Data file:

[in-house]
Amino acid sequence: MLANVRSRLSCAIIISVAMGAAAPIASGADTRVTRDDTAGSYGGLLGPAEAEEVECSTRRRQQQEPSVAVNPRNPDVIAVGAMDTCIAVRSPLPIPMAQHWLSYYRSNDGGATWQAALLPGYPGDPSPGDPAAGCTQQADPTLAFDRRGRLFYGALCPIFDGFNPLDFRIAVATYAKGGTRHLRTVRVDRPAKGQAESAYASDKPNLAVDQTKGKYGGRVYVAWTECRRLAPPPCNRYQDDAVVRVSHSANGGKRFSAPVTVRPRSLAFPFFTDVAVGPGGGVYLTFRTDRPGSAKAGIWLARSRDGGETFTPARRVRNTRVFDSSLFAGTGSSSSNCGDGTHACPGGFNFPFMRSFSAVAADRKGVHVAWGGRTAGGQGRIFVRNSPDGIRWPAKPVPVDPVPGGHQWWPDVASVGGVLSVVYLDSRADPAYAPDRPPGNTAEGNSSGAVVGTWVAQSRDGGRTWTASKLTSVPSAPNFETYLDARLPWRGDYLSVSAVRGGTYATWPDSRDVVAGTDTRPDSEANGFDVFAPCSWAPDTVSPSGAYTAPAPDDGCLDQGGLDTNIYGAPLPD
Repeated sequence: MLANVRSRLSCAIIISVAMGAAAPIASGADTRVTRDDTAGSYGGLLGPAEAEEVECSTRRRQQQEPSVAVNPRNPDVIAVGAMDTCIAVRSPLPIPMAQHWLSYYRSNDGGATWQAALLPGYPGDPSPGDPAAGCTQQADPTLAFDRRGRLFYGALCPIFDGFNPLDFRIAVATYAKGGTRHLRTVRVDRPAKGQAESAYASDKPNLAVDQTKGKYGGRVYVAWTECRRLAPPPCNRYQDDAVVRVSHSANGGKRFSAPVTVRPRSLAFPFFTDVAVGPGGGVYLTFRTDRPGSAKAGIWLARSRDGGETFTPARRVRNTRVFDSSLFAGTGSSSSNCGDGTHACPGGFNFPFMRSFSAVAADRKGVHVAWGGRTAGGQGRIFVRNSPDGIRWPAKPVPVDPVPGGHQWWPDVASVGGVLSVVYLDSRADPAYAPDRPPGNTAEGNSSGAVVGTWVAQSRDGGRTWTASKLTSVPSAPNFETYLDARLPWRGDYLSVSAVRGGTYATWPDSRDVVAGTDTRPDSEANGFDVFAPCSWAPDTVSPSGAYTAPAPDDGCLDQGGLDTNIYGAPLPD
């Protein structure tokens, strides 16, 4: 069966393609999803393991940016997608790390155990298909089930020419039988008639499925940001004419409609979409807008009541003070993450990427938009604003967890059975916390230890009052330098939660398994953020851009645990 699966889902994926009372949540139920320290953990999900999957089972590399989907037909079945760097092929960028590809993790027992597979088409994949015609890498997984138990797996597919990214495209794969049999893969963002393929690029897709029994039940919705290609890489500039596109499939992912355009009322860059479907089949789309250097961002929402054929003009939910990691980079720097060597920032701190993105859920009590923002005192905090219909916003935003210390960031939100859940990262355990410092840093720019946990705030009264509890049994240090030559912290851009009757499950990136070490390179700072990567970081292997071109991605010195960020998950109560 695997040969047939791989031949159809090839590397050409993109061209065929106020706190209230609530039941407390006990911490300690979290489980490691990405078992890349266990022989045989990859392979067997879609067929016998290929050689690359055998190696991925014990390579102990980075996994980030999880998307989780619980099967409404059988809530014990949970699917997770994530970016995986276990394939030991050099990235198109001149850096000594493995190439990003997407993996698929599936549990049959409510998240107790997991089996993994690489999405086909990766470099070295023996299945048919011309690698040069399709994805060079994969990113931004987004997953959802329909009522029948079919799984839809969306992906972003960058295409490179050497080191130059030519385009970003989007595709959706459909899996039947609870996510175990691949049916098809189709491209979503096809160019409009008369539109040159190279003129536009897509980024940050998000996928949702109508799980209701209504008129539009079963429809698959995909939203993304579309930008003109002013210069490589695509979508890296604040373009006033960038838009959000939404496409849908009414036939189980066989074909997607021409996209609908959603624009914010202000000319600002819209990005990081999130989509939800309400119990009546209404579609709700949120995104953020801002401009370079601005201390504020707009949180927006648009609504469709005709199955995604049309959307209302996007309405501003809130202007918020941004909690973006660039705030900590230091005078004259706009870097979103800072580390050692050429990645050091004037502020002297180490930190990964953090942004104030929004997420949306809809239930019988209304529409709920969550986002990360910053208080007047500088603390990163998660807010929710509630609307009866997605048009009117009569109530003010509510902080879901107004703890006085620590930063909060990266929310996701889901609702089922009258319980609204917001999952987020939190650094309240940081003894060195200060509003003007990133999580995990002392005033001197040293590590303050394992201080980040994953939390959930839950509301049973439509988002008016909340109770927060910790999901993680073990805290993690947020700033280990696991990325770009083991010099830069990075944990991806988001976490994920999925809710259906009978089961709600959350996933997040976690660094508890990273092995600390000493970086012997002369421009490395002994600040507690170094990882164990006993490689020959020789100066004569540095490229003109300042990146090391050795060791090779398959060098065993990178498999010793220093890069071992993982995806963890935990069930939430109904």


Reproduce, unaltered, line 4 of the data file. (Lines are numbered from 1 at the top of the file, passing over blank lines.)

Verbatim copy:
């Protein structure tokens, strides 16, 4: 069966393609999803393991940016997608790390155990298909089930020419039988008639499925940001004419409609979409807008009541003070993450990427938009604003967890059975916390230890009052330098939660398994953020851009645990 699966889902994926009372949540139920320290953990999900999957089972590399989907037909079945760097092929960028590809993790027992597979088409994949015609890498997984138990797996597919990214495209794969049999893969963002393929690029897709029994039940919705290609890489500039596109499939992912355009009322860059479907089949789309250097961002929402054929003009939910990691980079720097060597920032701190993105859920009590923002005192905090219909916003935003210390960031939100859940990262355990410092840093720019946990705030009264509890049994240090030559912290851009009757499950990136070490390179700072990567970081292997071109991605010195960020998950109560 695997040969047939791989031949159809090839590397050409993109061209065929106020706190209230609530039941407390006990911490300690979290489980490691990405078992890349266990022989045989990859392979067997879609067929016998290929050689690359055998190696991925014990390579102990980075996994980030999880998307989780619980099967409404059988809530014990949970699917997770994530970016995986276990394939030991050099990235198109001149850096000594493995190439990003997407993996698929599936549990049959409510998240107790997991089996993994690489999405086909990766470099070295023996299945048919011309690698040069399709994805060079994969990113931004987004997953959802329909009522029948079919799984839809969306992906972003960058295409490179050497080191130059030519385009970003989007595709959706459909899996039947609870996510175990691949049916098809189709491209979503096809160019409009008369539109040159190279003129536009897509980024940050998000996928949702109508799980209701209504008129539009079963429809698959995909939203993304579309930008003109002013210069490589695509979508890296604040373009006033960038838009959000939404496409849908009414036939189980066989074909997607021409996209609908959603624009914010202000000319600002819209990005990081999130989509939800309400119990009546209404579609709700949120995104953020801002401009370079601005201390504020707009949180927006648009609504469709005709199955995604049309959307209302996007309405501003809130202007918020941004909690973006660039705030900590230091005078004259706009870097979103800072580390050692050429990645050091004037502020002297180490930190990964953090942004104030929004997420949306809809239930019988209304529409709920969550986002990360910053208080007047500088603390990163998660807010929710509630609307009866997605048009009117009569109530003010509510902080879901107004703890006085620590930063909060990266929310996701889901609702089922009258319980609204917001999952987020939190650094309240940081003894060195200060509003003007990133999580995990002392005033001197040293590590303050394992201080980040994953939390959930839950509301049973439509988002008016909340109770927060910790999901993680073990805290993690947020700033280990696991990325770009083991010099830069990075944990991806988001976490994920999925809710259906009978089961709600959350996933997040976690660094508890990273092995600390000493970086012997002369421009490395002994600040507690170094990882164990006993490689020959020789100066004569540095490229003109300042990146090391050795060791090779398959060098065993990178498999010793220093890069071992993982995806963890935990069930939430109904």